Your journal is a place to capture ideas when they happen and then explore them in more depth later, when you have time. Because it encourages capturing ideas and self-reflection, journaling can help you with your creative process, whether your art is painting, music, or writing itself.

One of your journal’s greatest gifts is that it can be messy and unformed, and that’s okay. In your journal, you can develop ideas privately, without the burden of having to “make something good.”

Your journal gives you a place to practice without pressure. Because of its judgement-free nature, your journal can help you build confidence in your craft, as well as create a rich resource of ideas that you can come back to over and over again.

Writing craft

If you like to write, and you dream of becoming a better writer, your journal is a wonderful playground in which to practice.

I think the biggest breakthrough for me as a writer — that moment I went from writer-wannabe to knowing I was a writer — came when I recognized that journaling was writing practice. And it was in my journal that I found my authentic writing voice.

Consider the following truths about your journal. It’s safe and private, and nothing you write is open to criticism. You can write from your heart, and your inner critic and editor — that voice in your head that’s constantly belittling your writing and telling you that you’re not a real writer — isn’t welcome. Your journal is a playground, and you can put together words however you want in this playground.

You don’t have to worry about spelling or punctuation, or whether your sentences flow coherently from one to the next. You can be as messy or neat as you want, and there’s no one to say otherwise.

For example, you can use your journal to

  • Brainstorm plots
  • Develop characters
  • Sketch a scene
  • Practice dialogue
  • Create poetry
  • Explore points of view
  • Piece together story ideas

Writing is writing, whether it’s in your journal or in text or e-mail. The more you write from your heart — which journaling encourages and helps you practice — the more authentic all your writing becomes.

Discovering your Self

Every person has both an outer- and inner-self. The outer self is who you present to the world — you, on your best behavior. This is the self who holds back expressing thoughts, feelings, and behaviors that others might judge negatively.

The outer-self is mostly concerned with how you’re viewed by others, dressing and communicating appropriately so that you have a better chance of fitting in with your social and work groups.

When I talk about Self with a capital S, I’m referring to your inner-self, that deep inner emotional/spiritual part of you — the person you really are on the inside. The part of you that contains inner wisdom. The you who’s creative and uninhibited, honest and vulnerable. The you who also has a dark side — who can be angry, depressed, or in pain — that you don’t always want to see.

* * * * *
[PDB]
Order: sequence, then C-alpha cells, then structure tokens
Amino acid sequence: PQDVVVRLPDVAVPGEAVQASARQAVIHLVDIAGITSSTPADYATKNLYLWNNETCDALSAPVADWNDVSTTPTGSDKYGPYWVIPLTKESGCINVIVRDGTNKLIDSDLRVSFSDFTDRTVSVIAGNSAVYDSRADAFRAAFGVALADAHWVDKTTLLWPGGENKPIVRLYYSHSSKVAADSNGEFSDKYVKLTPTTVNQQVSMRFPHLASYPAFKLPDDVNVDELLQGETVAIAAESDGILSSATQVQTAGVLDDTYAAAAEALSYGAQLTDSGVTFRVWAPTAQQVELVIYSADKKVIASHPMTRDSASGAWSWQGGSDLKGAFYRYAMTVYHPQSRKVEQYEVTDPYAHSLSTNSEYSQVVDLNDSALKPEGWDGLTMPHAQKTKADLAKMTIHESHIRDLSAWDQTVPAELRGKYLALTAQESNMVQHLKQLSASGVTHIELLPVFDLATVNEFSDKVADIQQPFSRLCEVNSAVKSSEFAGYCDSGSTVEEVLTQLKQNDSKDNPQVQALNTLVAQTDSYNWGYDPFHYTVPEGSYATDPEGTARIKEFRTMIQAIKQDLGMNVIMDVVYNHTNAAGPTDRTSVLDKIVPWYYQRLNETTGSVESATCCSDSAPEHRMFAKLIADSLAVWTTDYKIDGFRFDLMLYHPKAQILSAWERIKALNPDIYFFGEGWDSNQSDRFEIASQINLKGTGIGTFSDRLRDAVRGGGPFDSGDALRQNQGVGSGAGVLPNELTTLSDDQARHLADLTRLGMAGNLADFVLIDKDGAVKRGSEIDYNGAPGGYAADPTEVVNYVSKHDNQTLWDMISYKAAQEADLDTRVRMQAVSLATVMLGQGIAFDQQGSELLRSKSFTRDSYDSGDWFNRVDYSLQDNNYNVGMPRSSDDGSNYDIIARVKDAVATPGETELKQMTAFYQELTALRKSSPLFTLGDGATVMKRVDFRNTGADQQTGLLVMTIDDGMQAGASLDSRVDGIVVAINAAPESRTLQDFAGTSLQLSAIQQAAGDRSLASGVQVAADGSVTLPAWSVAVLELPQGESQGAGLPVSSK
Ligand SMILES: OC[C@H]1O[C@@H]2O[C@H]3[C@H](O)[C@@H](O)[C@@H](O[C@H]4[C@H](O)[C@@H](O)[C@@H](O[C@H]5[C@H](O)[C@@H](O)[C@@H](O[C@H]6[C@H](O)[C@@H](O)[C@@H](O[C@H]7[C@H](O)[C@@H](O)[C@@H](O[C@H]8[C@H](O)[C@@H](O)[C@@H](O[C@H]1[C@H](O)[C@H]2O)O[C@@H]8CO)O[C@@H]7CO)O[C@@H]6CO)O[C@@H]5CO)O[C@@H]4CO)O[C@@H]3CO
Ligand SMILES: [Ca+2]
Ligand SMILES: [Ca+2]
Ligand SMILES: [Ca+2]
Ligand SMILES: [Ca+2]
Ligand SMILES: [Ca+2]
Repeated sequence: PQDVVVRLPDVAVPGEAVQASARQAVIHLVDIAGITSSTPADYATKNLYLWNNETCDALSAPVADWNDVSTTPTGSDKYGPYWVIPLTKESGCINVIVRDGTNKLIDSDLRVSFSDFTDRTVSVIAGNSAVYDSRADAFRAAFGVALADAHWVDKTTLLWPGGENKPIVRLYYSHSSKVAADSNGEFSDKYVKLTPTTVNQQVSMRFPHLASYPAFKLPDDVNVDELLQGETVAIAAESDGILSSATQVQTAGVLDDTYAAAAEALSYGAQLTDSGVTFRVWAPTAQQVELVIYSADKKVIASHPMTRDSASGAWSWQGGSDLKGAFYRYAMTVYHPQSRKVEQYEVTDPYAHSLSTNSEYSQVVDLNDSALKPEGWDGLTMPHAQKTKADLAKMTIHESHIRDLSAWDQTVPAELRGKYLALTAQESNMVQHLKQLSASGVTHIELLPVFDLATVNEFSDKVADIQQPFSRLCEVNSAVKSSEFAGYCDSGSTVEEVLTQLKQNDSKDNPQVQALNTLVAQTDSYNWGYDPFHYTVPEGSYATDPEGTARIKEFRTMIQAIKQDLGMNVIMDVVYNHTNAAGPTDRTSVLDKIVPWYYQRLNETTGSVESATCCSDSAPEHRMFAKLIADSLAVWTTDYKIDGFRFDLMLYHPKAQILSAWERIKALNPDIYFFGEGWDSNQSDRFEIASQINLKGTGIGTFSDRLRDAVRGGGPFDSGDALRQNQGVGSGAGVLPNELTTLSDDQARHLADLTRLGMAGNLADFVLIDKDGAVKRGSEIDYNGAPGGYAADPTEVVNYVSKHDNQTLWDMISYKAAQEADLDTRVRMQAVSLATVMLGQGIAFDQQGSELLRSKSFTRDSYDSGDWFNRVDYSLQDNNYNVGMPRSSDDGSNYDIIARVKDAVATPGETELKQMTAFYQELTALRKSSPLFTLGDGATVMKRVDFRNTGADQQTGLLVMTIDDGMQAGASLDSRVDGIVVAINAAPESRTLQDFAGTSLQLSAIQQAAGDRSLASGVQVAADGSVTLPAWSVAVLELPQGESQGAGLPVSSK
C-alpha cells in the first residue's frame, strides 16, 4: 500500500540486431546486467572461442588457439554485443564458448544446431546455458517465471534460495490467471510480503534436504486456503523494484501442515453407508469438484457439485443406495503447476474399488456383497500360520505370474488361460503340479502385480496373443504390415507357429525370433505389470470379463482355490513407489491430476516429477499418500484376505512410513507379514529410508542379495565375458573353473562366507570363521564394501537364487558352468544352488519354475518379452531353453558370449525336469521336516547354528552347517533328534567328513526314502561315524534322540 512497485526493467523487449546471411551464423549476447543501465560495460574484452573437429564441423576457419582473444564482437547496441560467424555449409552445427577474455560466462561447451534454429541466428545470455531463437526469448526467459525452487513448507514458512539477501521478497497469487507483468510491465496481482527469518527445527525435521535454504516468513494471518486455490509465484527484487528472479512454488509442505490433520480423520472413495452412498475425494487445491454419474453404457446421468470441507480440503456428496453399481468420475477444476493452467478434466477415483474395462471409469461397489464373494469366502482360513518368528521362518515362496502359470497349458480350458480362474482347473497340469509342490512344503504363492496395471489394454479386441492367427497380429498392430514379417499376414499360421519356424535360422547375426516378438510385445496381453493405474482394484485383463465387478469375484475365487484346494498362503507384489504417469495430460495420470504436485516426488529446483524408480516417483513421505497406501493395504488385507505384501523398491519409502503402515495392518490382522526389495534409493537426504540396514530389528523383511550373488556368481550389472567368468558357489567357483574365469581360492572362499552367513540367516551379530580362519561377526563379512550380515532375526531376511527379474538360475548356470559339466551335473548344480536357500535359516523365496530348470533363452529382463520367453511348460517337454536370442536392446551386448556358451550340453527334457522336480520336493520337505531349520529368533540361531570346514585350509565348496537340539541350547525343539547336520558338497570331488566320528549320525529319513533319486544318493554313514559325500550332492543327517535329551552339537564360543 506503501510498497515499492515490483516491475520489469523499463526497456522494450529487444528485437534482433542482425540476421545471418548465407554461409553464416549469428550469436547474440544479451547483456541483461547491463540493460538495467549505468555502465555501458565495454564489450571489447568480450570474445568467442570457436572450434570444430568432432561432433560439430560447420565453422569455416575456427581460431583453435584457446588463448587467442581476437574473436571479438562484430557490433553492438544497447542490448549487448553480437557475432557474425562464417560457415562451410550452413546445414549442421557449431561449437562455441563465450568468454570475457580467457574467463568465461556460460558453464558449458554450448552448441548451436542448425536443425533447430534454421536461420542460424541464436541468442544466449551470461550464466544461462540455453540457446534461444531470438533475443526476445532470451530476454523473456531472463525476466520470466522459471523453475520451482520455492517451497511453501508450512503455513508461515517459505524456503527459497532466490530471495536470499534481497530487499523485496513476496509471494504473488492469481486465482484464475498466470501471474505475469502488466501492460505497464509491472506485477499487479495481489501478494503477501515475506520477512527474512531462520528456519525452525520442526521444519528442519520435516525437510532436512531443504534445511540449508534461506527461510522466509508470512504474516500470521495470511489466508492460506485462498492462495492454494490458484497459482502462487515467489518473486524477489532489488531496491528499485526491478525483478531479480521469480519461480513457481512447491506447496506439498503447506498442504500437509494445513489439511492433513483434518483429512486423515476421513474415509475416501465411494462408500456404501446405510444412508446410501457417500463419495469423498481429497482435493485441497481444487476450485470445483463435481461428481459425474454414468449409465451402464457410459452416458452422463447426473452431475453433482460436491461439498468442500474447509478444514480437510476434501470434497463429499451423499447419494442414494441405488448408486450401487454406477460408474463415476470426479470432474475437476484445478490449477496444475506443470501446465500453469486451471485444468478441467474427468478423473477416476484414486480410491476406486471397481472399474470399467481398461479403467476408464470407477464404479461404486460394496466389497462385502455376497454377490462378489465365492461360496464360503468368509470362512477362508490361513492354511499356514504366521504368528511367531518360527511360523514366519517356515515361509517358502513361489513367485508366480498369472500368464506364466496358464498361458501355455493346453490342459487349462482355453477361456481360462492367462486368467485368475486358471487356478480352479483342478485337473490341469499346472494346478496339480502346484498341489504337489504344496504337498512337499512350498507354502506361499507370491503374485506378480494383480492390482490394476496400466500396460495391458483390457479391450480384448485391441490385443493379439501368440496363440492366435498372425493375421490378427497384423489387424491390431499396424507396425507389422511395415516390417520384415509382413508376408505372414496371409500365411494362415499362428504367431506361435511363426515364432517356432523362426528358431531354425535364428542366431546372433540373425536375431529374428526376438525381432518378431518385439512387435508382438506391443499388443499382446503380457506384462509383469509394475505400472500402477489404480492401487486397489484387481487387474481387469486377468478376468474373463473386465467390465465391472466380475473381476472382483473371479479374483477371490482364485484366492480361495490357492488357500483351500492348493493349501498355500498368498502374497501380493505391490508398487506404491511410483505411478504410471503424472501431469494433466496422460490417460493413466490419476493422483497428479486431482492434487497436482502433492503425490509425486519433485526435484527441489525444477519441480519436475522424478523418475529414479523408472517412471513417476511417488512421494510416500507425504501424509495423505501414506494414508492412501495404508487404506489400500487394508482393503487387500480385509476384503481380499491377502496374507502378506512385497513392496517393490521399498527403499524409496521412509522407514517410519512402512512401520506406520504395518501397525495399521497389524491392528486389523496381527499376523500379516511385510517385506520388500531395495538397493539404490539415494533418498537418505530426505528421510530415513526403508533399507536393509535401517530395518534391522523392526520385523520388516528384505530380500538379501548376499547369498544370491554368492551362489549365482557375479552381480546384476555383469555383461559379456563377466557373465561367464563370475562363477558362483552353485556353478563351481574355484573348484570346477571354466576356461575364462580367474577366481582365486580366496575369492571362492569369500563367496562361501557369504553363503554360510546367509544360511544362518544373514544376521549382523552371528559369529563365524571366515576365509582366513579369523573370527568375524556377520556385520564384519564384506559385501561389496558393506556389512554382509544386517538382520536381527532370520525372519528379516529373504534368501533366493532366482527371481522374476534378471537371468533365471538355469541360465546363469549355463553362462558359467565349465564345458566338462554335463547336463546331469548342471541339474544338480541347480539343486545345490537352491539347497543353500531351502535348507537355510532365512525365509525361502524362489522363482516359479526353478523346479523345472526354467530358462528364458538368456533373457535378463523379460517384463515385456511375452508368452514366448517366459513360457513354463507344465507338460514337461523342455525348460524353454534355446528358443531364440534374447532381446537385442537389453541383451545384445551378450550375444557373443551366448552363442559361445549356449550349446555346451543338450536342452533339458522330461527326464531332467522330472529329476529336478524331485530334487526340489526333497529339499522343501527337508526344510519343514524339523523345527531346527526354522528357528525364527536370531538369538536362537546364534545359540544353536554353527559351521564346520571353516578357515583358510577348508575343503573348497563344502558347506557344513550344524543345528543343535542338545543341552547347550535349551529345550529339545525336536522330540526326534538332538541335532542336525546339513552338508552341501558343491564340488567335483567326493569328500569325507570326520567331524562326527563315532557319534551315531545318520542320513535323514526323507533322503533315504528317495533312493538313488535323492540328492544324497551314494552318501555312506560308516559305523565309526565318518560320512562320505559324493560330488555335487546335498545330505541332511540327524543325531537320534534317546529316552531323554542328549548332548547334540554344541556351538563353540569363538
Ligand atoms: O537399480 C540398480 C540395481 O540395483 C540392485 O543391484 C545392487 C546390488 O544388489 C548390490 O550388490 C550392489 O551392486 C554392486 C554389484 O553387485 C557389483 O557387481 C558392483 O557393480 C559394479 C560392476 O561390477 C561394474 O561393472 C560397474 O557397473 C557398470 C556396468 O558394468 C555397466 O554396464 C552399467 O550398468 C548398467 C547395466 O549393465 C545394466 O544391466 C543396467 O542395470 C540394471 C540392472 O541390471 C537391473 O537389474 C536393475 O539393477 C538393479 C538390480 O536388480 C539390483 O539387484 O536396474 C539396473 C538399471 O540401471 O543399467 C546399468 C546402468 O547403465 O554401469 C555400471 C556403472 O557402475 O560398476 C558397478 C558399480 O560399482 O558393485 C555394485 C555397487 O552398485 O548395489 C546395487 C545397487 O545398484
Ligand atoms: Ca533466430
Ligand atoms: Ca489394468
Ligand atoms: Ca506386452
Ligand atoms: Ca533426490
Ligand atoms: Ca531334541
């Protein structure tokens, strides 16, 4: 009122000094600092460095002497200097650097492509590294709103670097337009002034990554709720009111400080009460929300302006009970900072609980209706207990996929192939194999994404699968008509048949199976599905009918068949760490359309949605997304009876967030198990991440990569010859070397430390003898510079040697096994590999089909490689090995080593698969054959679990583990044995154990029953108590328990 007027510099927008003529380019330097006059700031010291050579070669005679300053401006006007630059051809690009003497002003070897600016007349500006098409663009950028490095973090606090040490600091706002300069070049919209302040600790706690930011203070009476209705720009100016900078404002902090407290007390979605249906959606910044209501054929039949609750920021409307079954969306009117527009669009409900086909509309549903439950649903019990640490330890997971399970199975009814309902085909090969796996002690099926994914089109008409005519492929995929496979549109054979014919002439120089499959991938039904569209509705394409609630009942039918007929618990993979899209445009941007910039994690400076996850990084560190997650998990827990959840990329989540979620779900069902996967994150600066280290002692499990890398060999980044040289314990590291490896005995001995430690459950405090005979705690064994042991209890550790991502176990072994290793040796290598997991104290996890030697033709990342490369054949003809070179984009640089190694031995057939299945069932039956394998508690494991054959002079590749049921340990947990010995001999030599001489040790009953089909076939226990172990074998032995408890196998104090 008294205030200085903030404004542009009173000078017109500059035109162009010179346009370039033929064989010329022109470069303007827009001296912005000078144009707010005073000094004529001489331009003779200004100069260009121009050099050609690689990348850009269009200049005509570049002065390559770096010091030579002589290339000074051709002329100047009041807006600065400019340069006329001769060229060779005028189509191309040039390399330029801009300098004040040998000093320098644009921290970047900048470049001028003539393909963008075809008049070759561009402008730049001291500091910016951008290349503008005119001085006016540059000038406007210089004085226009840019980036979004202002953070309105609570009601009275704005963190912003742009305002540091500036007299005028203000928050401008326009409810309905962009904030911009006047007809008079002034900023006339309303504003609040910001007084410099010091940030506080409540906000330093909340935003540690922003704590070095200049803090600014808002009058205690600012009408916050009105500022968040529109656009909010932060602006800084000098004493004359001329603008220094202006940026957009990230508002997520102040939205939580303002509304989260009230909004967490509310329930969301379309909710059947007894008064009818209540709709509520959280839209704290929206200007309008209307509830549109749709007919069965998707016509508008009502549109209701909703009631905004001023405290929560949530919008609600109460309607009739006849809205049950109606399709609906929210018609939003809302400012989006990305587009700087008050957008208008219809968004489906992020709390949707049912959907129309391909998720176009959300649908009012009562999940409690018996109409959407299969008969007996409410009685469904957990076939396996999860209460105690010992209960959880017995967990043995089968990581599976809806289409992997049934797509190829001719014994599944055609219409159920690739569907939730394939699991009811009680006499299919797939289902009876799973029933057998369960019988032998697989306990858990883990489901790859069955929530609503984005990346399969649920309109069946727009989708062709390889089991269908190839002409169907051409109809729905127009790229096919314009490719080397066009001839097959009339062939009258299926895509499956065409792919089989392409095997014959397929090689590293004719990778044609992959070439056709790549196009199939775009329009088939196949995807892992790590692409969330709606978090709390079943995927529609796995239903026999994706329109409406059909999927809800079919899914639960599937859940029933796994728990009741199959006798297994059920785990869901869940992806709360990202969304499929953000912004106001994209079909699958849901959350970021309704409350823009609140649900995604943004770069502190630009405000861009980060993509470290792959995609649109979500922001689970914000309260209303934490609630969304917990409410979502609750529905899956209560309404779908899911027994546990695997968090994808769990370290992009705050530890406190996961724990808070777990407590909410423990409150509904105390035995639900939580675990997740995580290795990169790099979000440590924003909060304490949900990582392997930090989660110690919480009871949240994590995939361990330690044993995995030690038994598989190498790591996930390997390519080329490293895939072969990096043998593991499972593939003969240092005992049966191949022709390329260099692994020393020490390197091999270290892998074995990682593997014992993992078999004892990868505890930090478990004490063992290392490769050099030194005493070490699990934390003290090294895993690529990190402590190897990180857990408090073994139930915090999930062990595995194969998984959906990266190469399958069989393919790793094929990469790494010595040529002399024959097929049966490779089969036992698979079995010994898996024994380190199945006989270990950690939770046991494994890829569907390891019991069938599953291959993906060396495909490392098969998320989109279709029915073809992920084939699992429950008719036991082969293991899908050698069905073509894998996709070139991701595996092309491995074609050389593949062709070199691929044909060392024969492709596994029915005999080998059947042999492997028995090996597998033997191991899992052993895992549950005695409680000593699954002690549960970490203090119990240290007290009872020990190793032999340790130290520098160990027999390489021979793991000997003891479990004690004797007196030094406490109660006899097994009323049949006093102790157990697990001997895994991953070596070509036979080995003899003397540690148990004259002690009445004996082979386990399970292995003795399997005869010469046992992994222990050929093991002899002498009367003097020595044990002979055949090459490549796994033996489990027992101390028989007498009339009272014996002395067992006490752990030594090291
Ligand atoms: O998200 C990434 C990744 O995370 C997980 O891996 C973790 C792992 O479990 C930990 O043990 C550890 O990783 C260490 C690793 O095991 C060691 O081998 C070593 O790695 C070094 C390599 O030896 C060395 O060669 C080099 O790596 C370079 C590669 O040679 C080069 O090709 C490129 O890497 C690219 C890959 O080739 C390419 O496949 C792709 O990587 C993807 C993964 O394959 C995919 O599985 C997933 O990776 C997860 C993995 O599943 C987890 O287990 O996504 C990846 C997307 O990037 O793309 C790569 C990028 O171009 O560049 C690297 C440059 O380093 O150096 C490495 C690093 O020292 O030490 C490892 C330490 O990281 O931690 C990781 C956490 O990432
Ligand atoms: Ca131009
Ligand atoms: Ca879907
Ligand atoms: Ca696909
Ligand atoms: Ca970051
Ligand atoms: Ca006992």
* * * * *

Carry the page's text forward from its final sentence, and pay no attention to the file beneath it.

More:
There’s nothing wrong with having these outer and inner expressions of who you are. It’s part of being human. But if your outer- and inner-selves aren’t both aligned with your core values, you can feel conflicted and stressed.

For example, have you ever acted in a way or done something because of social (peer) pressure that you felt uncomfortable with or felt guilty about later? That discomfort is the tension between your outer- and inner-selves — between your words or actions, and what you truly value.

Here are some ways that journaling can help you discover your Self and then assist you with aligning your inner and outer ways of being:

  • Identifying inner conflicts and influences: Using writing to explore the tension and discomfort you feel in those conflicted situations can help you identify the influences in your life that don’t support your values.
  • Increasing confidence: Putting your values and dreams in writing increases your confidence to live the life you want.
  • Acknowledging your darkness: Expressing your darker emotions and thoughts on the page allows you to bring light, compassion, and healing to the part of you that you hide from the world (and sometimes yourself).
  • Being your Self: The self-awareness you gain from journaling can help you align and integrate your inner and outer personas so that you can be your authentic Self in the world.
When you have a strong sense of Self, you’re not easily swayed by others’ opinions or by groupthink — a forced or manipulated conformity to group ethics, values, and viewpoints. You’re self-aware; you have a sense of purpose and know what’s important to you. And you behave in ways that are consistent with your core values.

About This Article

This article is from the book:

About the book author:

Amber Lea Starfire is a writer and writing coach who has published two memoirs and several journaling how-to books. She has also developed a series of online classes and workshops that have helped hundreds of people journal and deepen their writing practice. Find out more at